The Marine Environment Protection Committee (MEPC) of the International Maritime Organization (IMO) meets for its 65th session from 13 to 17 May 2013, at IMO Headquarters in London. Items on the busy agenda include the implementation of energy-efficiency regulations and the ballast water management and ship-recycling treaties.
After a year’s delay, the United Nations body tasked with developing polar shipping regulations has recommended provisions to address the environmental impacts of Arctic shipping – but they don’t go far enough, says conservation organization WWF.
Maersk Line, the world’s largest container shipping company, has reached its 2020 target of reducing CO2 emissions by 25% from its benchmark 2007 levels. “We are proud to hit this mark 8 years ahead of schedule. It is confirmation we’re on the right track. And to keep that momentum we’re raising the target to a 40% reduction in CO2 by 2020,” says Morten Engelstoft, Chief Operating Officer, Maersk Line.
Maersk Line, headquartered in Denmark, is the largest shipping company in the world with a global market share of 15%. Maersk Line employs 25,000 people with 325 offices in 125 countries around the world and operates a fleet of more than 600 ships which sail every major trade lane on the globe, and make about 35,000 port calls every year.
INTERTANKO participated in the 18th Session of the IMO Working Group on the Evaluation of Safety and Pollution Hazards (ESPH 18) this week, represented by INTERTANKO's Senior Manager, Vetting & Chemical, Ajay Gour.
It has lain like a great white whale in the crystal clear waters off the Italian island of Giglio for nine months, but a new, crucial phase to remove the capsized Costa Concordia cruise ship is about to swing into action.A multinational team of more than 450 specialists, including 60 scuba divers, has almost completed the stabilization of the 950-foot long vessel, anchoring it to the rocky sea shore with four massive cables looped beneath its belly.
In a letter mailed to the Brussels-based Environment attachés of all 27 Member States, environmental groups have denounced a proposal by the European Commission on ship recycling to legalize the export of hazardous end-of-life ships to developing countries.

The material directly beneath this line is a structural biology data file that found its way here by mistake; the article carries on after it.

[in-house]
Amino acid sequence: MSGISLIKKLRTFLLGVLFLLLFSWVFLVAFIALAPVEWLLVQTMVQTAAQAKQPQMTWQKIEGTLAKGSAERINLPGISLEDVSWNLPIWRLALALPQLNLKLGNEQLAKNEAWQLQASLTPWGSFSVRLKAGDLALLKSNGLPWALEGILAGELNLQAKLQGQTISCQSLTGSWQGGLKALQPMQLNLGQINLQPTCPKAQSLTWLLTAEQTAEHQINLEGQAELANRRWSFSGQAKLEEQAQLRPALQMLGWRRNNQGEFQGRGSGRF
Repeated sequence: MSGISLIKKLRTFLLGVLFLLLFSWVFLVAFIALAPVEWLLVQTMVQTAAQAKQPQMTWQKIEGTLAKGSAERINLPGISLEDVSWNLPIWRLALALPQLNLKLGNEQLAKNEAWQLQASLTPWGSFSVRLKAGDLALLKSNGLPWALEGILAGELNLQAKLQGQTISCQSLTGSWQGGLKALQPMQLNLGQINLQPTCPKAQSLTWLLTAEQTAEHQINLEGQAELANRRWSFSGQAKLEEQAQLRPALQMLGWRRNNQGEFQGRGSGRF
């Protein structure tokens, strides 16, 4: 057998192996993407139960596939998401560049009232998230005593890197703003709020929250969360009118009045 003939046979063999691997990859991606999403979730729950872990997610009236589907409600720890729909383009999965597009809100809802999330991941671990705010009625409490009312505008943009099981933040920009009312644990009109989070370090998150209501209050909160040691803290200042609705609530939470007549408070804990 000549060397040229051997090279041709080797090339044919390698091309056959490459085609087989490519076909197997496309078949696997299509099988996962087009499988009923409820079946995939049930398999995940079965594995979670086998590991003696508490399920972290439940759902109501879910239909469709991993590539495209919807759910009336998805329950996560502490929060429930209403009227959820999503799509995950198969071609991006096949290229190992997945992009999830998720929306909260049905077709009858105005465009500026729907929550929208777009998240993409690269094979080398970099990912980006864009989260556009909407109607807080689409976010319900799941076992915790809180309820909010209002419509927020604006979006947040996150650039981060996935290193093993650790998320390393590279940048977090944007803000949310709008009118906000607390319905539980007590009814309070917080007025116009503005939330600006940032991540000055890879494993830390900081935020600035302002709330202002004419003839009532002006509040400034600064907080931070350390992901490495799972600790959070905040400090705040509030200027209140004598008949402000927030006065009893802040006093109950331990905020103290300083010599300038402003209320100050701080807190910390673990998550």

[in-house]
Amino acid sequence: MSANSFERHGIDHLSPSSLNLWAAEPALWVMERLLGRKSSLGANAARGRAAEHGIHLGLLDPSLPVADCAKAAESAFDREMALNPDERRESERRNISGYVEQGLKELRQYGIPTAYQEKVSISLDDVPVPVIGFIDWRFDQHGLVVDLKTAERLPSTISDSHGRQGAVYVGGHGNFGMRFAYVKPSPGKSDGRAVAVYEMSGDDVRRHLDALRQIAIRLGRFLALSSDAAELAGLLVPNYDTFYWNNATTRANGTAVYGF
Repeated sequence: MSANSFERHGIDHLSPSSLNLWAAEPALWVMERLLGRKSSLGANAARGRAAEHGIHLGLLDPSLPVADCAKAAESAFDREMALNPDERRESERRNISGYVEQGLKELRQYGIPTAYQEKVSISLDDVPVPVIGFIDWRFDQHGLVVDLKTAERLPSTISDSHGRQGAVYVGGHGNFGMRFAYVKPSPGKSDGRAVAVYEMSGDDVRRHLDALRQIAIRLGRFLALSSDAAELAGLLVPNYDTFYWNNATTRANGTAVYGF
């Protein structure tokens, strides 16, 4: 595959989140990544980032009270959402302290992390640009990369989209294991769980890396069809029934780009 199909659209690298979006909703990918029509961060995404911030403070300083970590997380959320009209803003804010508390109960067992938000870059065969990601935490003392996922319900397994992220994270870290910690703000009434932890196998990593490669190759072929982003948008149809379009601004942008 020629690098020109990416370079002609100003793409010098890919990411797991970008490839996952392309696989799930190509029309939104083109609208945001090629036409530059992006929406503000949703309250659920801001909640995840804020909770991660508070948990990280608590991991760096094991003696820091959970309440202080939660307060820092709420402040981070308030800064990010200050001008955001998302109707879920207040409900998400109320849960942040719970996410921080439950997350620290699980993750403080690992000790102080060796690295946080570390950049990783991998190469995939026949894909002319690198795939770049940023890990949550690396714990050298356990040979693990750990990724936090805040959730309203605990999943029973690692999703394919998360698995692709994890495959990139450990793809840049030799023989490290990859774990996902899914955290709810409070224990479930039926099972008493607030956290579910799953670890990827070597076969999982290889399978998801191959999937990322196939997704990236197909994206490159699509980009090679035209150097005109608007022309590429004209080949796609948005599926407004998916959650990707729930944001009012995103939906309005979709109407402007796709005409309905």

Discussions at the IMO's Marine Environment Protection Committee (MEPC 64) this week include the following items of particular interest on ballast water management.As noted previously, INTERTANKO, along with several co-sponsors, submitted a paper on ballast water management for consideration at this meeting of the MEPC. In its paper, INTERTANKO and the co-sponsors outline the four challenges affecting ratification and effective implementation of the BWM Convention as:
The Marine Environment Protection Committee (MEPC) of the International Maritime Organization (IMO) meets for its 64th session from 1 to 5 October 2012, at IMO Headquarters in London.As well as discussing matters relating to the implementation of energy-efficiency, ballast water management and ship-recycling regulations, the MEPC will also consider formally designating the Saba Bank, in the North-eastern Caribbean area of the Kingdom of the Netherlands, as a Particularly Sensitive Sea Area (PSSA).
Prominent environmental campaigner Jonathon Porritt, from the Sustainable Shipping initiative, told last week’s International Chamber of Shipping conference that the various targets for CO2 reduction that shipping was currently struggling towards would eventually prove “irrelevant”. He said that the industry would have to be 95% de-carbonised by 2050 as part of global efforts to prevent global warming reaching dangerous levels.